Kit and Laurin from Cascades Raptor Center were out last week to release some American Kestrels. The Kestrels are placed in a nesting box, and a mesh screen is taped over the door. In order to calm down and become acclimated to their new surroundings, the Kestrels stay in the box with the screen on for 2-3 hours. This drastically increases the chances that they will stay on the property and find their way back to the box when it is time to nest. After several hours the screen is removed with a quick tug of the attached rope, and the Kestrels are free to fly around and make themselves at home on our 1,033 acre certified organic estate amid the vineyards, oaks, and diverse habitat.
Watch the video to learn more, or visit the Raptor Program page.
The American Kestrel (Falco sparverius), sometimes colloquially known as the Sparrow Hawk, is a small falcon found in the Western Hemisphere. It is found in a variety of habitats throughout North and South America. At 19–21 centimetres (7–8 in) long, it is the smallest falcon in North America. It exhibits sexual dimorphism with size and plumage, although both genders have a rufous back with noticeable barring. Juveniles are similar to the adults.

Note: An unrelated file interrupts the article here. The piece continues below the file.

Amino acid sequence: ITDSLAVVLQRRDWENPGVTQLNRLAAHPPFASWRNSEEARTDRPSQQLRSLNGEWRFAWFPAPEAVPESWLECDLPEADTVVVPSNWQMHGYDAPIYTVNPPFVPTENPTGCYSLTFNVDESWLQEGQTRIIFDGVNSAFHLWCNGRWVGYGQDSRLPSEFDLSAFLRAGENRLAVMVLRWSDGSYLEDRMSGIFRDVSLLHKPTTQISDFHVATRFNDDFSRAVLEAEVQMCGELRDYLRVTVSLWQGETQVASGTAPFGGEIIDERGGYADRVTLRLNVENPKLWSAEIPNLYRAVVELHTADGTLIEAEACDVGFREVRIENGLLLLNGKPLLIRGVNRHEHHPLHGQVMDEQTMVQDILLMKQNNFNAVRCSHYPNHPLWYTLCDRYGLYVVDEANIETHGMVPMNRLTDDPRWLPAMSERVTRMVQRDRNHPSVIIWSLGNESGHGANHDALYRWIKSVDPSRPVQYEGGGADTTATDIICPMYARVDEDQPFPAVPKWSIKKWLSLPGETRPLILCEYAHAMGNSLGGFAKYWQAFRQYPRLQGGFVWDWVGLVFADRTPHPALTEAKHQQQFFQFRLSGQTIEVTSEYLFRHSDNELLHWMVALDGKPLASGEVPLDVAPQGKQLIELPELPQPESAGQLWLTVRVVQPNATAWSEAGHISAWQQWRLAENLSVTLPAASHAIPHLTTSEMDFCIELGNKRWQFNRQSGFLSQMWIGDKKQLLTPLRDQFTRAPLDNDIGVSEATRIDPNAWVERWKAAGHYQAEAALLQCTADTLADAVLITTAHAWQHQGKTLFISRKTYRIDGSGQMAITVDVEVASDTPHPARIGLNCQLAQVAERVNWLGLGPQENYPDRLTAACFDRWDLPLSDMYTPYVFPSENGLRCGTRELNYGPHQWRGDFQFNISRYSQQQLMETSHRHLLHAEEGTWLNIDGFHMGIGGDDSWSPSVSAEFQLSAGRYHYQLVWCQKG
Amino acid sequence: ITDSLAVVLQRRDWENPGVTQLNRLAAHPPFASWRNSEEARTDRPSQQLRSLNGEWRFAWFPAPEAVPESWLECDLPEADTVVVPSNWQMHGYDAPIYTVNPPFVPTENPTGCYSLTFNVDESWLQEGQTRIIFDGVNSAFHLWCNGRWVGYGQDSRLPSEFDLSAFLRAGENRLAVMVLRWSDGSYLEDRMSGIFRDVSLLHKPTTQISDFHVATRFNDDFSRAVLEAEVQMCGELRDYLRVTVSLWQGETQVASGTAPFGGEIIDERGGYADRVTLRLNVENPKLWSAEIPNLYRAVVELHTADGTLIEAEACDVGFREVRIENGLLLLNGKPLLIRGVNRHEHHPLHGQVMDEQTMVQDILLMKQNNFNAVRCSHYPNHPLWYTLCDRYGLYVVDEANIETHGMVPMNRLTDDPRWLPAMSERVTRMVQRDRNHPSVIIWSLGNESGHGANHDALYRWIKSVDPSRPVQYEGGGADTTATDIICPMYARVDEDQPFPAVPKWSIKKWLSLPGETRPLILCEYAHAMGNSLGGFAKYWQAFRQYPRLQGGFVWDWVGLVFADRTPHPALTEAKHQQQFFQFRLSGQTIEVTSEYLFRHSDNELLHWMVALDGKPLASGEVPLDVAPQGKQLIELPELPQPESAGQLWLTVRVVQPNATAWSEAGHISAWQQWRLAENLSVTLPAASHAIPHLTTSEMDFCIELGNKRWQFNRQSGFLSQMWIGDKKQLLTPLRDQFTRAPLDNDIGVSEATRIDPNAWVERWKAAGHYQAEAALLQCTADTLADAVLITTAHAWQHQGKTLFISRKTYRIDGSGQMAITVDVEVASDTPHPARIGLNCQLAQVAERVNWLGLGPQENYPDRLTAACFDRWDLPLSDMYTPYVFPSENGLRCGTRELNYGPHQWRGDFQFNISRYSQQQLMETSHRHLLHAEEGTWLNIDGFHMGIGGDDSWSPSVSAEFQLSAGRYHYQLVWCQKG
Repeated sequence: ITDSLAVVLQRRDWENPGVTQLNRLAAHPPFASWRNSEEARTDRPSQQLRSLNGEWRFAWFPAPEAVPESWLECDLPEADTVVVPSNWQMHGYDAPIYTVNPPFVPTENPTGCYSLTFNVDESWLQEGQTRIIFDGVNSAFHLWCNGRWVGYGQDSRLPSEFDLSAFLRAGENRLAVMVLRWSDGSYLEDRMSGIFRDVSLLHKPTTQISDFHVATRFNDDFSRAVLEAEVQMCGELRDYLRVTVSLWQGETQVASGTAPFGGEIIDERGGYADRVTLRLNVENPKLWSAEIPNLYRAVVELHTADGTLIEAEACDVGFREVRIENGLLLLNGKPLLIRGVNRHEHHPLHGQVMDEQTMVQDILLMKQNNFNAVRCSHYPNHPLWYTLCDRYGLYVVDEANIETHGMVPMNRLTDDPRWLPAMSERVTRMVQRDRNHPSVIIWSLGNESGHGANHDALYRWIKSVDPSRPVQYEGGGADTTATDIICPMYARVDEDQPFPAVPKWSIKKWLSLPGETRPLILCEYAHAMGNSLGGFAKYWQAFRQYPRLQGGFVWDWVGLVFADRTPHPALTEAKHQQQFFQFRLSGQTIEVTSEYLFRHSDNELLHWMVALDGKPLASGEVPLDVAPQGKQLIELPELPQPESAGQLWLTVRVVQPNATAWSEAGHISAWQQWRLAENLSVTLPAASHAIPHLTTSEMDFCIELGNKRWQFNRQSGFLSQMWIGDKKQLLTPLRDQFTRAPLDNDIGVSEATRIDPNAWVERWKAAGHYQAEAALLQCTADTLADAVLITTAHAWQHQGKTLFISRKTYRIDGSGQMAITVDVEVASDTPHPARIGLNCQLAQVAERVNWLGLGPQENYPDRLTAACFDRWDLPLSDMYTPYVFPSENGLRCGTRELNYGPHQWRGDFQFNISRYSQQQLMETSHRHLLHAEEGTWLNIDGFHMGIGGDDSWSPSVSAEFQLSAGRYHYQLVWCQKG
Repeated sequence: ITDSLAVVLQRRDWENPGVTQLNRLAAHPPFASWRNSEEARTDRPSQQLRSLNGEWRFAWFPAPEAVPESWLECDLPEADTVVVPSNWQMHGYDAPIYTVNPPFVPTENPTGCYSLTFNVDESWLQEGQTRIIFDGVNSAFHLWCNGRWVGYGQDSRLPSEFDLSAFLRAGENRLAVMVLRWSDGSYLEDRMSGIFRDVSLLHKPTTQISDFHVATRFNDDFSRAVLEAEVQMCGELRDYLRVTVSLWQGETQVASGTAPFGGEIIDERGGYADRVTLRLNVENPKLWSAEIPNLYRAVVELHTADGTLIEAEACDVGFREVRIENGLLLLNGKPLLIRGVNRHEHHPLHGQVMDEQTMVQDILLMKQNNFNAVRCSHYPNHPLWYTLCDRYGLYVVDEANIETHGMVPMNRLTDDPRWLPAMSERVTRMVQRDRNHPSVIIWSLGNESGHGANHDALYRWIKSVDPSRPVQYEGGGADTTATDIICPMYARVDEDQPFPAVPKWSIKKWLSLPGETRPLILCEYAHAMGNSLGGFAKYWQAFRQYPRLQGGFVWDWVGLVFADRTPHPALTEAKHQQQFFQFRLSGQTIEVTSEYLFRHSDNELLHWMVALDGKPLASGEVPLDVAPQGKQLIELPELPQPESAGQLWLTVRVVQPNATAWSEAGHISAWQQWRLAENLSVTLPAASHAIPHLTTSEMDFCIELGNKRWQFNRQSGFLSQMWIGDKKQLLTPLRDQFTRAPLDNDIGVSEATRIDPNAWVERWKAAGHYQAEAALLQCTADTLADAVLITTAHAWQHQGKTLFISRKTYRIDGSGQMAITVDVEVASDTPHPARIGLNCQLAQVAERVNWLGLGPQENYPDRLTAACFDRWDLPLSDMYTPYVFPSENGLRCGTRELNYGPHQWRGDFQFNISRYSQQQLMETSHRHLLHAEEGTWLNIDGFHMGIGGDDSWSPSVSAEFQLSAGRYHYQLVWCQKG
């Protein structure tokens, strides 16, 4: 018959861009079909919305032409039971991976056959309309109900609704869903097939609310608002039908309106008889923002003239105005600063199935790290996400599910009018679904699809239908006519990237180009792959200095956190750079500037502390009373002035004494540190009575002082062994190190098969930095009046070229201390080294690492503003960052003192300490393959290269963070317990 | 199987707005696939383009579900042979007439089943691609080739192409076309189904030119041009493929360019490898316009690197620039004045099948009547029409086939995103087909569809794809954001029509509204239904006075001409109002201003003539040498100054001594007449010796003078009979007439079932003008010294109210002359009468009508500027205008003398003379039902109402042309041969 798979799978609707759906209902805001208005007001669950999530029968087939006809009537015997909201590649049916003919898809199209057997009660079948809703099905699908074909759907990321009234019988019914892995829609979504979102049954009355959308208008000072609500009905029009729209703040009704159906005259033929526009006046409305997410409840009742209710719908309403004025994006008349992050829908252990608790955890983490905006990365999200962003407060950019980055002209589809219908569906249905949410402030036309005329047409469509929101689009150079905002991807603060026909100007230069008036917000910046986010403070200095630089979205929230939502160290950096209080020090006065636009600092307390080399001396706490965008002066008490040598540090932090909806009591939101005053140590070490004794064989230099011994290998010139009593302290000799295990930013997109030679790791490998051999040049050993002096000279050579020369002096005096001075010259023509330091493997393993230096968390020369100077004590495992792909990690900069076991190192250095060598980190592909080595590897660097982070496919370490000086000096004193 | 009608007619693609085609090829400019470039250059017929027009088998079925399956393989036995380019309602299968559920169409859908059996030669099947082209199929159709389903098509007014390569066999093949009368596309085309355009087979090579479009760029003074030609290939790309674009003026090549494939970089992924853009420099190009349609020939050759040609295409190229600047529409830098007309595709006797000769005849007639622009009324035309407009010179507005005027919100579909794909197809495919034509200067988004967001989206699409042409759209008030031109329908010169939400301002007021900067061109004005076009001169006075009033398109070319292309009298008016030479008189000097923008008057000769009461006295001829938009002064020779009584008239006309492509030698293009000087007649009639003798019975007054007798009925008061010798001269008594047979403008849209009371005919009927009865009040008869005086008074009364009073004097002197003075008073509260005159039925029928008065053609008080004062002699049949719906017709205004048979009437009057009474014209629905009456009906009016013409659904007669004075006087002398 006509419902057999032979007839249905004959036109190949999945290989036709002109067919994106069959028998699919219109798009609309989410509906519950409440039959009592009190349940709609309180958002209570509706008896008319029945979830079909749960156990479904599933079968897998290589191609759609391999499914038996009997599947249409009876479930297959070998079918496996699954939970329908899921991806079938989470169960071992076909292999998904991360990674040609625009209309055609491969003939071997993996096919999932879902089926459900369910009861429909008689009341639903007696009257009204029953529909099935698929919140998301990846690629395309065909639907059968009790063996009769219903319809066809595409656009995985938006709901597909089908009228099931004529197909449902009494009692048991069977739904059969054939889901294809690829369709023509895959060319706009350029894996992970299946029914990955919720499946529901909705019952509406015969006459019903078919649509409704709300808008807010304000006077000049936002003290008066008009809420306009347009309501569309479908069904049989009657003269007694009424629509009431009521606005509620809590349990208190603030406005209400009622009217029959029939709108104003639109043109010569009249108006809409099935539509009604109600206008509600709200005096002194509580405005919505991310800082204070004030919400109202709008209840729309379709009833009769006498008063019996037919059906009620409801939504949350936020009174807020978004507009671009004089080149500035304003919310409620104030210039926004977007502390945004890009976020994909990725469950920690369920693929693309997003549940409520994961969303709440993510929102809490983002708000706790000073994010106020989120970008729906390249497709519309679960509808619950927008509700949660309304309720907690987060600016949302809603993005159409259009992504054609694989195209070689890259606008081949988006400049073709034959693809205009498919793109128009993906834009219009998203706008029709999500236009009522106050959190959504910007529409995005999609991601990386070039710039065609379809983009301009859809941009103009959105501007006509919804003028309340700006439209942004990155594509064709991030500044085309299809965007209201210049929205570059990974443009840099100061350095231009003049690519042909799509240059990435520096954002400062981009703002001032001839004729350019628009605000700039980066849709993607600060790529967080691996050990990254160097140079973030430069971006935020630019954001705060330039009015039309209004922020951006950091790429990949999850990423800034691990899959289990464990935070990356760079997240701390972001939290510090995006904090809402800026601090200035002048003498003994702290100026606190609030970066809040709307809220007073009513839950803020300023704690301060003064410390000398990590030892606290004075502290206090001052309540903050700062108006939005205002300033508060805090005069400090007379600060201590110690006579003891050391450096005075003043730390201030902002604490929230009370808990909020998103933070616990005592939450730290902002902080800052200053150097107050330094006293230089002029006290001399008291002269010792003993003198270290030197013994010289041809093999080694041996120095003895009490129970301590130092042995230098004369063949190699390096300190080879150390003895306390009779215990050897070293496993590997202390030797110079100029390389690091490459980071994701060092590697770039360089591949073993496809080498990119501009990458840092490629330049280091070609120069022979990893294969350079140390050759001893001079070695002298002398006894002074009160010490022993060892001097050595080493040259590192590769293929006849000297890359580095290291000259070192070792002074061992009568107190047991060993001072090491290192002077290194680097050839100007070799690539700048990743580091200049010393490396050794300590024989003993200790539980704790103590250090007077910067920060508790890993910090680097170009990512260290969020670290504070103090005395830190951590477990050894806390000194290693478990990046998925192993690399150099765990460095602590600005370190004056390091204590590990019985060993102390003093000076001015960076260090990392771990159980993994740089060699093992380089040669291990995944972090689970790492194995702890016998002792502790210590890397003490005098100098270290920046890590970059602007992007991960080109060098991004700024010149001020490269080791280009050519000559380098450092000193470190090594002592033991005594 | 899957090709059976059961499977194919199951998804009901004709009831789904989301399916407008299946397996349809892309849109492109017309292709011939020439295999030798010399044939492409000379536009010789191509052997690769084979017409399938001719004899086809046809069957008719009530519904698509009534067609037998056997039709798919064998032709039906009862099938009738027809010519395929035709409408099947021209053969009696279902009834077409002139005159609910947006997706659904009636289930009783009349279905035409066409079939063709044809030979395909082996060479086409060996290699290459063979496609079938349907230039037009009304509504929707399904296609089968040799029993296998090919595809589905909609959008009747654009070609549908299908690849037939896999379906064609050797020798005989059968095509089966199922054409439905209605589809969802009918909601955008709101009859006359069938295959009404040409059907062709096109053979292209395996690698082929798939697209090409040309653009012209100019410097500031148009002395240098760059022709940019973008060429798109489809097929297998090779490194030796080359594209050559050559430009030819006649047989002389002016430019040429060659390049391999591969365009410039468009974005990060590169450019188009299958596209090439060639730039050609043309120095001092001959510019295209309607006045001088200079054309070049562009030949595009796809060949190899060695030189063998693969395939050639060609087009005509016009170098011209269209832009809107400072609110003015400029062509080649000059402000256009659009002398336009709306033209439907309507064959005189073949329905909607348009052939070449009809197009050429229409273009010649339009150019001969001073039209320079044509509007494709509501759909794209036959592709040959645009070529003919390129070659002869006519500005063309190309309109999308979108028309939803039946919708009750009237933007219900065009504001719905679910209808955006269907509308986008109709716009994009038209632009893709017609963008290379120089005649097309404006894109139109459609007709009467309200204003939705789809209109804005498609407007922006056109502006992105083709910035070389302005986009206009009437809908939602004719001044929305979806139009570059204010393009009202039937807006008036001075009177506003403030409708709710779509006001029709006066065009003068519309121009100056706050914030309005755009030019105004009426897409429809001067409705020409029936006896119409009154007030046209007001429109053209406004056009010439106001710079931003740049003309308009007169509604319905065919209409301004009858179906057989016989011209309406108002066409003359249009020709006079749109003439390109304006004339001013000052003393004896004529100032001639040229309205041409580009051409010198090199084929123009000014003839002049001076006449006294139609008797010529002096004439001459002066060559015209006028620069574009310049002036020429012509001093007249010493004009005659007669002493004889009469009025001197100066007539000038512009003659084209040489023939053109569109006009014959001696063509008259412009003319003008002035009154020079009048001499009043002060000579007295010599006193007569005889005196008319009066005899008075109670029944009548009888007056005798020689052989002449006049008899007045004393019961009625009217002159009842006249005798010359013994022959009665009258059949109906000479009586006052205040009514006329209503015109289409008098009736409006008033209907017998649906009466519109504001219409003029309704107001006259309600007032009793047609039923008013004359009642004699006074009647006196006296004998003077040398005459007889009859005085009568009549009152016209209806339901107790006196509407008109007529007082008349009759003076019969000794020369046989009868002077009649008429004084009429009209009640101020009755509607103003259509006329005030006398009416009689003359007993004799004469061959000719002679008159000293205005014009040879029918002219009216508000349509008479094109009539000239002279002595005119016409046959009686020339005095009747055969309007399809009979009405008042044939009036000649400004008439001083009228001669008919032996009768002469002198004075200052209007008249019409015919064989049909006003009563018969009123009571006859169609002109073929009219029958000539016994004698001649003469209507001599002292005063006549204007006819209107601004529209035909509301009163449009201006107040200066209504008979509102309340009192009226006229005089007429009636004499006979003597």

The American Kestrel is not a true kestrel, its ancestors having split from those of the Common Kestrel and its relatives during the Late Miocene epoch. It hunts by hovering in the air with rapid wing beats or perching and scanning the ground for prey. Its diet typically consists of creatures such as grasshoppers, lizards, mice, and other small birds. it nests in cavities in trees, cliffs, buildings, and other structures. The female can lay 3-7 eggs, which both sexes help to incubate. It is a very common bird to be used in falconry.